• Provides a clearer view of the effectiveness of the planning process.

  • Enhances a nonprofit’s ability to learn from its results, to plan more effective strategies, make improved forecasts and understand its fiscal environment.

Alignment on income goals.  Looking at core and non-core funding rather than restricted and unrestricted funds offers a better approach to an often difficult problem—how to ensure the Development team is focused on raising the funds that are most critical to the organization.  Defining fundraising needs in terms of core funding aligns the Development efforts explicitly with the work that your organization aspires to do.  Success in raising the core income requirement will result in the nonprofit being able to fund its planned programmatic work. 

Of course, the Development team should alsoreach for non-core funding. Good things come from exploring non-core funding possibilities.  And non-core funding this year can be next year’s core funding.  But there can be no doubt that the priority must be to secure core funding.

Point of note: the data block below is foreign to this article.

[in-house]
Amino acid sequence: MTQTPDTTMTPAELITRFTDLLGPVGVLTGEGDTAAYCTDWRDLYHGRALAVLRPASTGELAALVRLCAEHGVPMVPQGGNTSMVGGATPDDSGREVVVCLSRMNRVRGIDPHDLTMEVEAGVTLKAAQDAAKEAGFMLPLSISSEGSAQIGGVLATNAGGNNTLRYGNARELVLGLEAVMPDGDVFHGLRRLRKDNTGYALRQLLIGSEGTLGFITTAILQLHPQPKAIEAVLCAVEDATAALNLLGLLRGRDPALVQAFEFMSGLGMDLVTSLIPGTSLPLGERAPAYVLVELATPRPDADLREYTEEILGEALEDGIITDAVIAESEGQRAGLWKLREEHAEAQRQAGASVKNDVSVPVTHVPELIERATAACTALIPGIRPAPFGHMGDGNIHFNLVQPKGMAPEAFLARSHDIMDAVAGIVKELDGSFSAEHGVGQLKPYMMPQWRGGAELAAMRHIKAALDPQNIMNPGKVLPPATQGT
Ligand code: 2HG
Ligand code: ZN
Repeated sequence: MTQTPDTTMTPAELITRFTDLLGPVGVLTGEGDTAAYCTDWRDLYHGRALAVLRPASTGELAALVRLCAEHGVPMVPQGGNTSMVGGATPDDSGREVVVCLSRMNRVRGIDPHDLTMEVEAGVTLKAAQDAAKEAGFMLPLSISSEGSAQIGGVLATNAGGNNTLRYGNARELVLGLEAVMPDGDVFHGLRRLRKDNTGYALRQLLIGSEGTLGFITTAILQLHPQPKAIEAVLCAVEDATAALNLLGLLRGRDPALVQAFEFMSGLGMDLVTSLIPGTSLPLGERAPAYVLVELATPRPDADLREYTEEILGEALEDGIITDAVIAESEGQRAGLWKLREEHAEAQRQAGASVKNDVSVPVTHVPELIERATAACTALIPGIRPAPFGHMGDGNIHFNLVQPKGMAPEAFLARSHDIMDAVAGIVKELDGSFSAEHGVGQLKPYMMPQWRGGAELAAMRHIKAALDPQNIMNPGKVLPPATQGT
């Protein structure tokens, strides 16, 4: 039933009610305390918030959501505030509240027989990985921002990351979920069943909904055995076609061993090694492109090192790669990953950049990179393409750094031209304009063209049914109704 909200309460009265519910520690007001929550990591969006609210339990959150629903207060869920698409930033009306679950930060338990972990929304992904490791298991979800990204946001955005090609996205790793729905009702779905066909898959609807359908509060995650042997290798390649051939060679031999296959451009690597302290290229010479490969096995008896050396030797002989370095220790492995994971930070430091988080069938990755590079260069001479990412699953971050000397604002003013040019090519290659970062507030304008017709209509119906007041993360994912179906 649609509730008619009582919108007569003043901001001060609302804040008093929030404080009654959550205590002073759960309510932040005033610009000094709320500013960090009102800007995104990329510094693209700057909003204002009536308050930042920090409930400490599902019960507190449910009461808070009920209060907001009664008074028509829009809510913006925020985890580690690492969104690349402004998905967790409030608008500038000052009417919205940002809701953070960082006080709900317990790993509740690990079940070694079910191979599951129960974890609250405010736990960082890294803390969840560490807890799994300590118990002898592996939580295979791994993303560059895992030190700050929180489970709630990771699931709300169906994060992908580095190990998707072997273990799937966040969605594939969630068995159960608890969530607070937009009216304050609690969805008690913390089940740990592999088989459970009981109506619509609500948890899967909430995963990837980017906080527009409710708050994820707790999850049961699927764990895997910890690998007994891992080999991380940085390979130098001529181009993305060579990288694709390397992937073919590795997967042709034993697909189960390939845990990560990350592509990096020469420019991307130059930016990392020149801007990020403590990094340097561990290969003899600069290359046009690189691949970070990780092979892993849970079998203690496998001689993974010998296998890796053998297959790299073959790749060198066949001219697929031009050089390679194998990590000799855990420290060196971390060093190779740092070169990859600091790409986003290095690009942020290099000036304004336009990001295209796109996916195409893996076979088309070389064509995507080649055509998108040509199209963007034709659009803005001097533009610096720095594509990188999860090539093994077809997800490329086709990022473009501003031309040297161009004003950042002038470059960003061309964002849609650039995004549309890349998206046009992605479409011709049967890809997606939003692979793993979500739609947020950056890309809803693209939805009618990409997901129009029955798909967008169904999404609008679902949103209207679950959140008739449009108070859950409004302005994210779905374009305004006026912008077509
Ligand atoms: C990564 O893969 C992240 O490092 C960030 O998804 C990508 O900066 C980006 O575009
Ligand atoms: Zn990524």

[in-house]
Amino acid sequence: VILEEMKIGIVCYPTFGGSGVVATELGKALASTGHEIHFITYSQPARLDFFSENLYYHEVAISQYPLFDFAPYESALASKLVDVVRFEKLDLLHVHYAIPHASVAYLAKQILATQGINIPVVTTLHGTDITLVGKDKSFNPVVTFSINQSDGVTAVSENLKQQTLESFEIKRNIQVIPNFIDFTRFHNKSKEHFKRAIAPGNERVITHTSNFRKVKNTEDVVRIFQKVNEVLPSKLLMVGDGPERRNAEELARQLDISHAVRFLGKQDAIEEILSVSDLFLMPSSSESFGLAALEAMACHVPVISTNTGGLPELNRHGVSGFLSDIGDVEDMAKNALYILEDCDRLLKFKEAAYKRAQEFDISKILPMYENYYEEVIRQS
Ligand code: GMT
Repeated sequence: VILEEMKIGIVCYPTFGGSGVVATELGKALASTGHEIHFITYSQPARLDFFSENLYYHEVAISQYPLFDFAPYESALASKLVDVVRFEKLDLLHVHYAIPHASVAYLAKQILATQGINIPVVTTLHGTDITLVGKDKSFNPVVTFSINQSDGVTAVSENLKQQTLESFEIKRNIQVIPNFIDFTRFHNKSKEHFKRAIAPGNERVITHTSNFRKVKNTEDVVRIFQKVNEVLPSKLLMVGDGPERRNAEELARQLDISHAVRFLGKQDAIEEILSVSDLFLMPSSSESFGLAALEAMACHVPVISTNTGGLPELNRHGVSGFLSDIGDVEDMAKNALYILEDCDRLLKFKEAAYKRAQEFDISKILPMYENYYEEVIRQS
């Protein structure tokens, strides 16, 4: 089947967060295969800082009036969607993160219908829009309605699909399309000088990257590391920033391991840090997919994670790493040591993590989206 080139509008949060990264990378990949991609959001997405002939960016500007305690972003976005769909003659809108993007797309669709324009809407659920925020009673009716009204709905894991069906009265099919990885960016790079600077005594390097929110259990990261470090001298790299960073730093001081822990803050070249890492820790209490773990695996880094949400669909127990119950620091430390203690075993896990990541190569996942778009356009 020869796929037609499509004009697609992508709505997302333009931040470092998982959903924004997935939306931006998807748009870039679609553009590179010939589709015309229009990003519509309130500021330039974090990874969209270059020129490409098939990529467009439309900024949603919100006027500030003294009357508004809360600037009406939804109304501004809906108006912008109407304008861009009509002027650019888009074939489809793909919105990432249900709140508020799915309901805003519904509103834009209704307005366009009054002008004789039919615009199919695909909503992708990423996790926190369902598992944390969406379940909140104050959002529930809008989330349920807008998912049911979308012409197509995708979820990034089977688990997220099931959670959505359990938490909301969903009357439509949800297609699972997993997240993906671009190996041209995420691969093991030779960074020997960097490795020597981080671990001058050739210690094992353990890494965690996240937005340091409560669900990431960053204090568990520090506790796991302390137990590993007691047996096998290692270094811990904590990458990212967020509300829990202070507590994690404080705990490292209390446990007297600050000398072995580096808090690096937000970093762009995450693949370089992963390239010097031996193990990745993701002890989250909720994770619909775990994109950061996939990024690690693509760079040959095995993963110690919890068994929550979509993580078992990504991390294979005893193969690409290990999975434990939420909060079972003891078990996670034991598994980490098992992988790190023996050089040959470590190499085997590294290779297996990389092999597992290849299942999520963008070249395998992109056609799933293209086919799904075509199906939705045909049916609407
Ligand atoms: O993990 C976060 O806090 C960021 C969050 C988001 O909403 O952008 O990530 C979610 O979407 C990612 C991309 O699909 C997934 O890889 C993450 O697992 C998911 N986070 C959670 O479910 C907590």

I’ve never met a Development Director that wasn’t passionate about meeting income goals.  It is absolutely critical that the goals we set are the right ones.  The core funding approach enables this.

Better Decision-Making.  Closely related to a more useful budget and better alignment on income goals is the potential to strengthen organizational decision-making. The core funding approach is intended to make understanding and communicating about essential financial information easier.  That underlying clarity supports better discussions about risks and opportunities, hopes and fears.  That clarity contributes to accountability for choices that are made and for learning after the fact. 

The core/non-core distinction is not important to every organization.  Those funded primarily with unrestricted funds and/or with adequate unrestricted reserves may not particularly benefit from the perspective this approach provides.  For the rest of us, though, this may prove to be a helpful financial approach.  Try it and let me know how it works for you.

Gary Gold-MoritzComment